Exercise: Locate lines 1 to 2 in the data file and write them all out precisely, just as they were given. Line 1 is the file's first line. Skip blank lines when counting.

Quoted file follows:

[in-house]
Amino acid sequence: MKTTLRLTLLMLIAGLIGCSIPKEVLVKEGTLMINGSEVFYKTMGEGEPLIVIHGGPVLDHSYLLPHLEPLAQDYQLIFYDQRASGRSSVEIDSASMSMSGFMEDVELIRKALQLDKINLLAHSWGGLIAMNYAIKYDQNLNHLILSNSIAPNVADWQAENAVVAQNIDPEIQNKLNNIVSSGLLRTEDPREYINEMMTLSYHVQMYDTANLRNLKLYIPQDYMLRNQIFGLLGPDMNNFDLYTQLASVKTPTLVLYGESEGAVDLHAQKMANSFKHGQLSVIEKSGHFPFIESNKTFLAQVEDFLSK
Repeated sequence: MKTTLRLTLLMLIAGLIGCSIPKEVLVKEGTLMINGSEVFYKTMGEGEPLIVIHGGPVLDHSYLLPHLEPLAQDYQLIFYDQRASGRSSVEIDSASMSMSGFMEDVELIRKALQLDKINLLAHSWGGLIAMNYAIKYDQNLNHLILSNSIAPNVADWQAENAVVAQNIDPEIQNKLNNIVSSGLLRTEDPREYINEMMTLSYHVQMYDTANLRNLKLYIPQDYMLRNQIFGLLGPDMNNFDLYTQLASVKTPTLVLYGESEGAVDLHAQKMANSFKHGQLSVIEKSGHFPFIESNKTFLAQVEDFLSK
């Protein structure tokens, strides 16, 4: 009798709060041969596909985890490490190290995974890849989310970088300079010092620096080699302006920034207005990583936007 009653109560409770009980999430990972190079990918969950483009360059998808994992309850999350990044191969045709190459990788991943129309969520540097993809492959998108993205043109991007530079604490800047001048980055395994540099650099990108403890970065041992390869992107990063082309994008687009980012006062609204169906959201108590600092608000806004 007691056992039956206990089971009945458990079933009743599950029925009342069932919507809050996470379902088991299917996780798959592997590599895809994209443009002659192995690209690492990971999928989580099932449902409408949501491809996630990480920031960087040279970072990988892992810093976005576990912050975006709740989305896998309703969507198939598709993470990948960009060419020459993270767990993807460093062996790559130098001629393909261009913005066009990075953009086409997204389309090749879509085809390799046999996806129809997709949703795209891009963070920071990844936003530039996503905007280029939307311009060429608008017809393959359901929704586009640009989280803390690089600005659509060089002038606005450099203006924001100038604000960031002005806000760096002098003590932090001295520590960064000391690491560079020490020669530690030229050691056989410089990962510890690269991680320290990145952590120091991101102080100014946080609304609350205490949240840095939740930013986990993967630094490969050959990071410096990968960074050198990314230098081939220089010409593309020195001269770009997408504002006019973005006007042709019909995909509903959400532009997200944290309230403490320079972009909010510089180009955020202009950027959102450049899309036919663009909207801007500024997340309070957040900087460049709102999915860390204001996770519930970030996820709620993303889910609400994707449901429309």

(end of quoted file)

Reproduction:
[in-house]
Amino acid sequence: MKTTLRLTLLMLIAGLIGCSIPKEVLVKEGTLMINGSEVFYKTMGEGEPLIVIHGGPVLDHSYLLPHLEPLAQDYQLIFYDQRASGRSSVEIDSASMSMSGFMEDVELIRKALQLDKINLLAHSWGGLIAMNYAIKYDQNLNHLILSNSIAPNVADWQAENAVVAQNIDPEIQNKLNNIVSSGLLRTEDPREYINEMMTLSYHVQMYDTANLRNLKLYIPQDYMLRNQIFGLLGPDMNNFDLYTQLASVKTPTLVLYGESEGAVDLHAQKMANSFKHGQLSVIEKSGHFPFIESNKTFLAQVEDFLSK